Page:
Warning: Don't Do This When Buying a New Car
Image source: Getty Images.
The other day I found myself on a car lot, testing driving a new-to-me car. I had mixed feelings about being there because up until a few days before, I had been driving the same old, reliable car for12 years, and I really didn't want to shell out money for new-ish vehicle. I wrote about my experience with that car in an article a few months back, so I won't rehash everything here, but let's just say that after racking up 235,000 miles on the odometer, my old car was ready for retirement.
As I walked into the dealership, I kept reminding myself about the great value I got out of my last car, and committed to not overpaying for the new car.But in order to that, there's one thing I had to remember not to focus on: the monthly car payment.
It's worth mentioning two things here. First, if you can pay for a car in cash, that's typically the best way to do it.Second, you need to make sure you can afford the monthly payment, of course, but keep your focus on the out-the-door price. That's the final cost of the vehicle after negotiating, plus any fees, taxes, etc. It's what you're actually paying -- and if you lose sight of that, then you'll end up overpaying for sure.
Do your research and stick to a price
I went into the dealership with about three months of research under my belt. I knew exactly what car I wanted, what other dealers were charging for similar models, what the reliability rating reviews were, what that specific vehicle's CarFax report said, what the TrueCar estimate was, the Kelley Blue Book value, what the dealer probably paid for it when it was traded in, what I could resell it for, and -- most importantly -- what I wanted to pay for it.
Now, no one needs to (should?) spend months researching cars. I've had a weird quirk since I was a kid that's made me actually enjoy reading vehicle reliability ratings, so I may have spent slightly more time than I needed to on my research. I know this because my wife told me on several occasions, "Just go buy a car, already!" But these days, you can find out all of the above information online in less than an hour, so there's really no excuse not to.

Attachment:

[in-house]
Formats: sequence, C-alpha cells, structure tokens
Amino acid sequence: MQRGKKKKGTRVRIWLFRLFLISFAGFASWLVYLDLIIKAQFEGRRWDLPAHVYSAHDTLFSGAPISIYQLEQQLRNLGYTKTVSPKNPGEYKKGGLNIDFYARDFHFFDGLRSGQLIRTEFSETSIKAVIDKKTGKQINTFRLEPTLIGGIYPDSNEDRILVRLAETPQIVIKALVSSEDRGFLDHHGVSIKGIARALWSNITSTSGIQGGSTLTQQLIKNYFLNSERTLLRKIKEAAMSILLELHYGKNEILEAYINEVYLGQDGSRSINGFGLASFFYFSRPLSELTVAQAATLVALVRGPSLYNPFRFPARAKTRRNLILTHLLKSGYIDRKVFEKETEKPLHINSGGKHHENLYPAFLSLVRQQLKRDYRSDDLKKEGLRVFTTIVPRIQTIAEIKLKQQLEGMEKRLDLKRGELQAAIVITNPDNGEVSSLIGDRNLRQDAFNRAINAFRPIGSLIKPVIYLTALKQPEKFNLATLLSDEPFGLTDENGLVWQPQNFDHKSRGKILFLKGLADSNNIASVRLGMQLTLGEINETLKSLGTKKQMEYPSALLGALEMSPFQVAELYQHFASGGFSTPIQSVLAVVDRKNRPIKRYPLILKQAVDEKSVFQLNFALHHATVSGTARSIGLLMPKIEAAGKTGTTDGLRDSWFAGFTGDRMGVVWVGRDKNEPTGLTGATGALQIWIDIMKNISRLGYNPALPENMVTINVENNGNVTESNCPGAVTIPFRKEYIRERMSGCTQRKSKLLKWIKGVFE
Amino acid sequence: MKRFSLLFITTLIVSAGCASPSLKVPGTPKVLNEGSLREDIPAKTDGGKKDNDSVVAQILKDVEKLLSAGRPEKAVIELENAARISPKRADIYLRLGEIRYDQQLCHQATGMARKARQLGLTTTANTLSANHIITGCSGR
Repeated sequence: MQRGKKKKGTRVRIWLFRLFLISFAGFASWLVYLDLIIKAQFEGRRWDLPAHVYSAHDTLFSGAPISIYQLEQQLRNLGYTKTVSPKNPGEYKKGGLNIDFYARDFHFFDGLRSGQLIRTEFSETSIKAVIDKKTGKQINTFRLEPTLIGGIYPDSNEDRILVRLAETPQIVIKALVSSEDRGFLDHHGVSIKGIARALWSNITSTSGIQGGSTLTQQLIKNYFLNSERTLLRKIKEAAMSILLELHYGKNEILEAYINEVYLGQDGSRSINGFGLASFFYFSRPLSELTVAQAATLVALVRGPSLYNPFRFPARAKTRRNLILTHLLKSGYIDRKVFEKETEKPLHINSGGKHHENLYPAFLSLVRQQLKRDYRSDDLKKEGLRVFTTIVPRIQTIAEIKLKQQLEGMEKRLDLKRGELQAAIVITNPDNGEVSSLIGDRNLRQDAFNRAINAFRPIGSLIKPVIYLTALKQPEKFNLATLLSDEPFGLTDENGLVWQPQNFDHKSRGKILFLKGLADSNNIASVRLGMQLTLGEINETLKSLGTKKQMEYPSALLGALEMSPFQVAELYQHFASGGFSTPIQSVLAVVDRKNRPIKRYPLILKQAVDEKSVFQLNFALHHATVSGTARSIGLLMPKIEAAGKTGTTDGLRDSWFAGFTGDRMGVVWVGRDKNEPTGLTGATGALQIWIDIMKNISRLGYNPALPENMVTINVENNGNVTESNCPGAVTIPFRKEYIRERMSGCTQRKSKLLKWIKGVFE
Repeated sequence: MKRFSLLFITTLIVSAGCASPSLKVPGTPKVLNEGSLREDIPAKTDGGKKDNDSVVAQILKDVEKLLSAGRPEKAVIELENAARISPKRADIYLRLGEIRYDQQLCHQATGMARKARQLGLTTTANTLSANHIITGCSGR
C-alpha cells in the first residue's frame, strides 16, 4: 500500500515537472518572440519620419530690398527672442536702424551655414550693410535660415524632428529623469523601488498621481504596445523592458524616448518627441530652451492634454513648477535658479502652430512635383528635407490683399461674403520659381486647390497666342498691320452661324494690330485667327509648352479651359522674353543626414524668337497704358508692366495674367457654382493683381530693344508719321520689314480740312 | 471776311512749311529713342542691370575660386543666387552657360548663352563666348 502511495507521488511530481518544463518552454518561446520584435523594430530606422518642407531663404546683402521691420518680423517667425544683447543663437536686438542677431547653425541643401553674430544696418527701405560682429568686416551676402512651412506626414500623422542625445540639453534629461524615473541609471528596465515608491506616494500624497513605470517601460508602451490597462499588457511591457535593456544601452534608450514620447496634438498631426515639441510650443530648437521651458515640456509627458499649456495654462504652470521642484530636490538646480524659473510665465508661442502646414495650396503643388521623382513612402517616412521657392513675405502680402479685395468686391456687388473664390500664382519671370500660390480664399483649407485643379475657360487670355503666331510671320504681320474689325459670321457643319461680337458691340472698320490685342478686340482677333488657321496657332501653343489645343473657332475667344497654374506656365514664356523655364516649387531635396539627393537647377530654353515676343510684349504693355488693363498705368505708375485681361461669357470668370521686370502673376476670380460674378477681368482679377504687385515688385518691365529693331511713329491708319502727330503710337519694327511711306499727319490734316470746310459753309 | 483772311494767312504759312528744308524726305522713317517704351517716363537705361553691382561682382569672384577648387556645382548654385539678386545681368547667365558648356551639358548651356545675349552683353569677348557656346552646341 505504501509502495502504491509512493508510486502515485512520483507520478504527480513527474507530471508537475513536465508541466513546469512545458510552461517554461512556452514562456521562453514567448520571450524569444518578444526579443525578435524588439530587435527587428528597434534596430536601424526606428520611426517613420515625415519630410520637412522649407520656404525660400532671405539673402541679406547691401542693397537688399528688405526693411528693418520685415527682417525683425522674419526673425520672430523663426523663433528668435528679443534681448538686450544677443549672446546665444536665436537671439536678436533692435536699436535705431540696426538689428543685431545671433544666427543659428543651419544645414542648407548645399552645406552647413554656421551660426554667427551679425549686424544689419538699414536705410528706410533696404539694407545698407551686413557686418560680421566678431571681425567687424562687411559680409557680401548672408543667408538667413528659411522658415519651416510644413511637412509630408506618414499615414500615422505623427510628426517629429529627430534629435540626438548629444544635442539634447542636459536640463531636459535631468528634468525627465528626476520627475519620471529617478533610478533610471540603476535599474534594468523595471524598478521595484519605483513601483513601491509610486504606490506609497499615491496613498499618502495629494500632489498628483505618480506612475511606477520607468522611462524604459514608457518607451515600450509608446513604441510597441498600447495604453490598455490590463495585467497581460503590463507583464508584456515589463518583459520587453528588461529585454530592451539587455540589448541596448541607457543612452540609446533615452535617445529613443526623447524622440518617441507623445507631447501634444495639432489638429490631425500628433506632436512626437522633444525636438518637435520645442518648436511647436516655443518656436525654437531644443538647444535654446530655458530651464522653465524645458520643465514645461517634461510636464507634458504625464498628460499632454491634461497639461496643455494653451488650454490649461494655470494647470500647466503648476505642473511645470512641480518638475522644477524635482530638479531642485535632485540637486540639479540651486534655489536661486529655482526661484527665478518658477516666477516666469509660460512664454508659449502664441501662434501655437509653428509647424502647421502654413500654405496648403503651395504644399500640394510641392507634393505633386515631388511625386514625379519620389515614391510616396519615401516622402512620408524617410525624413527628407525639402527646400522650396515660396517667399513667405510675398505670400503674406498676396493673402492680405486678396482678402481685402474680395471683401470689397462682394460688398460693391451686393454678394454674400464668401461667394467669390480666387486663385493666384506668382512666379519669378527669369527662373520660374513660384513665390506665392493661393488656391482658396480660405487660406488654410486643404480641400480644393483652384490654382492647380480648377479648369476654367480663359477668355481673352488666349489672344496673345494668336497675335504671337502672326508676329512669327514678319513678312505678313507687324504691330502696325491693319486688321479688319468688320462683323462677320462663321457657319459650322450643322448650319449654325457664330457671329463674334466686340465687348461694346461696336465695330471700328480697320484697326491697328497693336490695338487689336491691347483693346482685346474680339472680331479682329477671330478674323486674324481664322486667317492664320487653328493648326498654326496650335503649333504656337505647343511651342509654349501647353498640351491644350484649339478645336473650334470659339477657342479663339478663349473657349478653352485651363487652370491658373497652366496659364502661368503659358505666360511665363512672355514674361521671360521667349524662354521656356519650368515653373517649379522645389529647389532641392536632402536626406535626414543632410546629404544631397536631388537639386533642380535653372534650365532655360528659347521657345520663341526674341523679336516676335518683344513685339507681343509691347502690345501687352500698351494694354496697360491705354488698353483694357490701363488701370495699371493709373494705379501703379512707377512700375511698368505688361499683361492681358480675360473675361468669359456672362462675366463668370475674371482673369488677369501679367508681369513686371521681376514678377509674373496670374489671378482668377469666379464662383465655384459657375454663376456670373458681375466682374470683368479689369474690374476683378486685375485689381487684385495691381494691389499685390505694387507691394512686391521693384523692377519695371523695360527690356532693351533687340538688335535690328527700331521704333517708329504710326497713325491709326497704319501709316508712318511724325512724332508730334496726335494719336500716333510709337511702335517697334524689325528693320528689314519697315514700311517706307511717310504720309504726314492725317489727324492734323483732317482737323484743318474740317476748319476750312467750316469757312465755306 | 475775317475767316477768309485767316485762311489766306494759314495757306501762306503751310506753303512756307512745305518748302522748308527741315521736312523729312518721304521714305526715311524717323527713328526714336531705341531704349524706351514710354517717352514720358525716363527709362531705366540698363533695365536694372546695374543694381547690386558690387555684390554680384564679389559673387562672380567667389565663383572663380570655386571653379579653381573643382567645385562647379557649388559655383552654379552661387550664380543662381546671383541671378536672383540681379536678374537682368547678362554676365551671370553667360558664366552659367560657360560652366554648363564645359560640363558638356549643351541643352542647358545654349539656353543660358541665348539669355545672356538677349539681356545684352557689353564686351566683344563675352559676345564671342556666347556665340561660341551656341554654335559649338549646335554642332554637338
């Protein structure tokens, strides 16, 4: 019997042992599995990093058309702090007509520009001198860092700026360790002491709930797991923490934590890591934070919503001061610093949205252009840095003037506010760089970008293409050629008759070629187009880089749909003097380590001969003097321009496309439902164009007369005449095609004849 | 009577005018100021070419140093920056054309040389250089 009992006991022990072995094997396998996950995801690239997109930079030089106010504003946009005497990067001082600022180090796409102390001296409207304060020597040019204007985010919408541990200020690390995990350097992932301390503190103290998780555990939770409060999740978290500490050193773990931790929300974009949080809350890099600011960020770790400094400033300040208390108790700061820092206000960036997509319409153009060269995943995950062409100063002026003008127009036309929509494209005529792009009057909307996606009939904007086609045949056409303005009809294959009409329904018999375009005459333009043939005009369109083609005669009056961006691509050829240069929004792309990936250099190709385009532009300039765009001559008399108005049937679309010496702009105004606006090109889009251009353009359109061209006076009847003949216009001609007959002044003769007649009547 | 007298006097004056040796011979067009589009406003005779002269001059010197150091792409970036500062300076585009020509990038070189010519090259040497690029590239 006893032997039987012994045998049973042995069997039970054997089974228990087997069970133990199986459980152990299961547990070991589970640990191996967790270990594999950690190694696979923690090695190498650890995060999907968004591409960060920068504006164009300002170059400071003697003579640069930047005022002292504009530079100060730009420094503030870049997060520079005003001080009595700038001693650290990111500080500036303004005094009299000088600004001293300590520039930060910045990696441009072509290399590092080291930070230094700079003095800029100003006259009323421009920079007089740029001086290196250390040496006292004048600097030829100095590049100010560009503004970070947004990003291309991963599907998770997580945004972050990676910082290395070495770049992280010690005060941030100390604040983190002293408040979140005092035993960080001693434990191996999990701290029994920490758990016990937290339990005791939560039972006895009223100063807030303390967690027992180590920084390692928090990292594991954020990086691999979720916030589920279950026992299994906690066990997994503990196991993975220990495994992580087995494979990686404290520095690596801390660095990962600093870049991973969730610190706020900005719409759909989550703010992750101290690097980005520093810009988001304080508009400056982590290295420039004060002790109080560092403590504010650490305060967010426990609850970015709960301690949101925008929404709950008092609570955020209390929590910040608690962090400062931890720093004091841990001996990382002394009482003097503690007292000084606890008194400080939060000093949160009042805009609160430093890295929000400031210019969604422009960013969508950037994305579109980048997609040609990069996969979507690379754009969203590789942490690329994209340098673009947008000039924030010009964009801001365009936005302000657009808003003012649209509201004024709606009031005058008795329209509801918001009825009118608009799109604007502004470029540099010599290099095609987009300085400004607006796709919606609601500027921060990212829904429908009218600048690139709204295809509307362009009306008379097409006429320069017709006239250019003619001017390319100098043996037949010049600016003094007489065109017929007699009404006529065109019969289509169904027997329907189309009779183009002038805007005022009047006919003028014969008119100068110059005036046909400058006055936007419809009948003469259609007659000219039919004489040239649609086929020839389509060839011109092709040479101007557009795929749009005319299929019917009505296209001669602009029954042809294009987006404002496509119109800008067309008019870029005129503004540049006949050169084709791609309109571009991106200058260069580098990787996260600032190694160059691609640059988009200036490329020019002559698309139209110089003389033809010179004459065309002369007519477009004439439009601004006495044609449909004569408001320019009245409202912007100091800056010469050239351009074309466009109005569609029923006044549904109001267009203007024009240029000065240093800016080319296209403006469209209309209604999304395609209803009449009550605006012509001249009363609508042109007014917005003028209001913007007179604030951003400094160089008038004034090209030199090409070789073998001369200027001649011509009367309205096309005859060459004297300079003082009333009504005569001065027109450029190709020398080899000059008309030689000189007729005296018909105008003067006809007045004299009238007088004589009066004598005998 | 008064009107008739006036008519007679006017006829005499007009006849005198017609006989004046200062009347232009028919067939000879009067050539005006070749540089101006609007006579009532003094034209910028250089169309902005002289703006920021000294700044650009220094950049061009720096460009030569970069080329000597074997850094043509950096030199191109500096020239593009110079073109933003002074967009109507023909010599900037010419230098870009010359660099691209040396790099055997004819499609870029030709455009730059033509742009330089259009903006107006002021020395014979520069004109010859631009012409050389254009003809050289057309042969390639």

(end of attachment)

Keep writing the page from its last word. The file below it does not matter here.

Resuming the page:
After the test drive and a thorough look around the car, inside and out, I knew I was ready to negotiate. This step can be intimidating for many people, but let me offer a couple of bits of advice. First, I'm not an extremely outgoing or talkative person, so don't think that you have to be an extrovert in order to negotiate well.
Second, remember that you are always 100% in charge of your wallet. I can almost guarantee that no car salesperson will, at any time, reach across the table and steal money out of your pocket. That's important to remember because even though I technically needed a car, I didn't need that dealer's car.
Image source: Getty Images.
When the saleswoman and I started negotiating on the price, she did what most car salespeople do. She kept bringing me back the monthly payment, tried to get me to put down a larger down payment to lower the monthly cost, and showed me all of the costs that were unchangeable (i.e. taxes). But what she never brought up, and what I had to continue steering her toward (car pun!) was the actual price of the vehicle.
After about 20 minutes of negotiating, a couple of price drops on the car's actual cost, she said to me, "I like you Chris, and I want you to get this car today," then she handed me a pen and said, "Come on, just sign it and let's be done." I kindly responded, "I like you too," pointed to the price of the car and said, "But this price needs to come down just a little bit more."
At one point she told me that her manager won't want her to sell the car any less. That's when I did a quick glance around the showroom, saw that virtually no one else was in the dealership buying a car that day, and told her that her manager would be very pleased that she's actually making a sale on this slow day.
But the key to my negotiating was in staying focused on the out-the-door price that I wanted, ignoring the attempts to get me back to thinking about the monthly payment, and being willing to walk away from the deal.
This helps too
When buying a used car, it's impossible to know how much the dealer actually paid for it. So I can only guess as to what they paid, based on some numbers from Kelley Blue Book. But by focusing on what I wanted to spend -- and being willing to leave the dealership without a vehicle -- I was able to get a great used car, for a great price, that I'll hopefully have for the next 10 years.
After all the negotiating was all done and we had agreed on a price, the saleswoman asked who taught me how to negotiate the way I did. I told her that it wasn't anyone in particular, and added, "I just don't like spending money."
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Chris Neiger has no position in any stocks mentioned. The Motley Fool recommends TrueCar. The Motley Fool has a disclosure policy.